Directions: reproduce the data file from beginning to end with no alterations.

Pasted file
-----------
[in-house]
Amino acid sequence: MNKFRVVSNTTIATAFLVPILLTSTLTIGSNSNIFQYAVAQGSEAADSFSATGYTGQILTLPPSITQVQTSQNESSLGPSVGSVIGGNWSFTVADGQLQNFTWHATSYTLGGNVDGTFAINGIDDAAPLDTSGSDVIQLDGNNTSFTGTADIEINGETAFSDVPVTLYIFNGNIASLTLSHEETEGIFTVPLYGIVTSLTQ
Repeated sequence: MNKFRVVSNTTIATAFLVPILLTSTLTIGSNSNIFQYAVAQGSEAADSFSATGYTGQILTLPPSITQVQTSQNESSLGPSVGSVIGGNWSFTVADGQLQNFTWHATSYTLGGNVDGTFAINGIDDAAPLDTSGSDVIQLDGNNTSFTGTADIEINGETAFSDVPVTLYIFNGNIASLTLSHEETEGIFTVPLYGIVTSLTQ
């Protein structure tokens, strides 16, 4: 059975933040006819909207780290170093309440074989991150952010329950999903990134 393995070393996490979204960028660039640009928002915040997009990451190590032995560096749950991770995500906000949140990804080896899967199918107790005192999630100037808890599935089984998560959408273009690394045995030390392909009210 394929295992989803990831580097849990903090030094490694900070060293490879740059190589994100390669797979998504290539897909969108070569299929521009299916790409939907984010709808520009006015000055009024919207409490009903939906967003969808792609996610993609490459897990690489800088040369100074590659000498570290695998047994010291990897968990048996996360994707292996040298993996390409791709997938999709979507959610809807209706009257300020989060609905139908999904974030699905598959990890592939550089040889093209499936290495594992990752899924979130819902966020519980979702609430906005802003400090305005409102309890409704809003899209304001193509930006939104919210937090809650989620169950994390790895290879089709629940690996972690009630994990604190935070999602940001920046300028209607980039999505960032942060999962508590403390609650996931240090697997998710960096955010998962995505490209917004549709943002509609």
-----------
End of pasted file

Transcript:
[in-house]
Amino acid sequence: MNKFRVVSNTTIATAFLVPILLTSTLTIGSNSNIFQYAVAQGSEAADSFSATGYTGQILTLPPSITQVQTSQNESSLGPSVGSVIGGNWSFTVADGQLQNFTWHATSYTLGGNVDGTFAINGIDDAAPLDTSGSDVIQLDGNNTSFTGTADIEINGETAFSDVPVTLYIFNGNIASLTLSHEETEGIFTVPLYGIVTSLTQ
Repeated sequence: MNKFRVVSNTTIATAFLVPILLTSTLTIGSNSNIFQYAVAQGSEAADSFSATGYTGQILTLPPSITQVQTSQNESSLGPSVGSVIGGNWSFTVADGQLQNFTWHATSYTLGGNVDGTFAINGIDDAAPLDTSGSDVIQLDGNNTSFTGTADIEINGETAFSDVPVTLYIFNGNIASLTLSHEETEGIFTVPLYGIVTSLTQ
């Protein structure tokens, strides 16, 4: 059975933040006819909207780290170093309440074989991150952010329950999903990134 393995070393996490979204960028660039640009928002915040997009990451190590032995560096749950991770995500906000949140990804080896899967199918107790005192999630100037808890599935089984998560959408273009690394045995030390392909009210 394929295992989803990831580097849990903090030094490694900070060293490879740059190589994100390669797979998504290539897909969108070569299929521009299916790409939907984010709808520009006015000055009024919207409490009903939906967003969808792609996610993609490459897990690489800088040369100074590659000498570290695998047994010291990897968990048996996360994707292996040298993996390409791709997938999709979507959610809807209706009257300020989060609905139908999904974030699905598959990890592939550089040889093209499936290495594992990752899924979130819902966020519980979702609430906005802003400090305005409102309890409704809003899209304001193509930006939104919210937090809650989620169950994390790895290879089709629940690996972690009630994990604190935070999602940001920046300028209607980039999505960032942060999962508590403390609650996931240090697997998710960096955010998962995505490209917004549709943002509609």